4-H camp counselor has as much fun as kids
Published 12:00 am Sunday, June 26, 2005
Dianette Ferguson used to learn from 4-H camp counselors. Now she teaches them.
&uot;It was a new environment, and I got to meet new people,&uot; Ferguson said of her days as a young participant at the old camp, which met at Fort Story in Virginia Beach before moving to Wakefield.
Eventually, the John Yeates High School graduate became a counselor, an adult volunteer and, in 1997, the camp extension agent. Once a week every summer, she heads to Wakefield to watch over hundreds of Suffolk and Northampton County youngsters.
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&uot;I’ve seen the camp grow,&uot; said Ferguson, who oversees Suffolk’s youth development program. &uot;I’ve seen teens take on an active, more sincere role with leadership. There’s been greater interest from the adults in the community. The most exciting thing is to come back and see the kids say, ‘When can I start training to be a counselor?’&uot;
For King’s Fork High student Dorothy Morrison, that journey began back in December when she interviewed to counsel the kids.
&uot;It’s fun to have the kids look up to you,&uot; said Morrison, 15. &uot;(Ferguson) gave me a nice opportunity to get this job. I’m going to use it as a reference on job applications. I had a lot of responsibility.&uot;
&uot;When we were training,&uot; said new trainer Tiffany Trim, a Lakeland High student, &uot;(Ferguson) taught us how to treat the campers and respect the grounds. If we had a problem, we could go to her.&uot;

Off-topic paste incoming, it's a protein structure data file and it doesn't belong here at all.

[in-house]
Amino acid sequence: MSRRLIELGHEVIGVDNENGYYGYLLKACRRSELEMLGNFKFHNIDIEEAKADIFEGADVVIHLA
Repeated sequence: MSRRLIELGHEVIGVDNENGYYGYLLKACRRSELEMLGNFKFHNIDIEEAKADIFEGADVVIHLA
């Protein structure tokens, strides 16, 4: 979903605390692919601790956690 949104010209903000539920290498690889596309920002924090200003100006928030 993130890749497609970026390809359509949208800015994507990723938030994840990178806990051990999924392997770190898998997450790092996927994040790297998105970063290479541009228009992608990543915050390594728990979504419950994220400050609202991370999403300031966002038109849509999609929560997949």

So could the campers, said King’s Fork High student James Ridley.
&uot;She plans great activities,&uot; he said of Ferguson. &uot;She talks to us on our level, like she’s our age.&uot;
When the kids start wanting to move up in the camping ranks, Ferguson said, &uot;it says that they’re receiving something that works for them. A lot of skills that they learn here, they transfer home. Some of them have never left home; some of them have never made their own bed. But the campers here can get very competitive; they want to make their room perfect.&uot;
On Wednesday afternoon, she noted, eight of the 14 cabins received perfect ratings on their morning inspection.
Leading the camp is a bit more than the typical 9-to-5 job, she continued.
&uot;For the kids, the days go until about 11 p.m.,&uot; she said. &uot;For (the instructors), it never ends. We have to make sure everybody’s asleep. We walk around so if they even think about getting up, we’ll be there.
&uot;I would like to see an opportunity for more children to be able to attend the camp,&uot; she said of her hopes for the future. &uot;The cost was $150 this year, and I think it will continue to climb. I’d like to see more organizations and businesses sponsor the camp, so a child who doesn’t have $150 will be able to attend.&uot;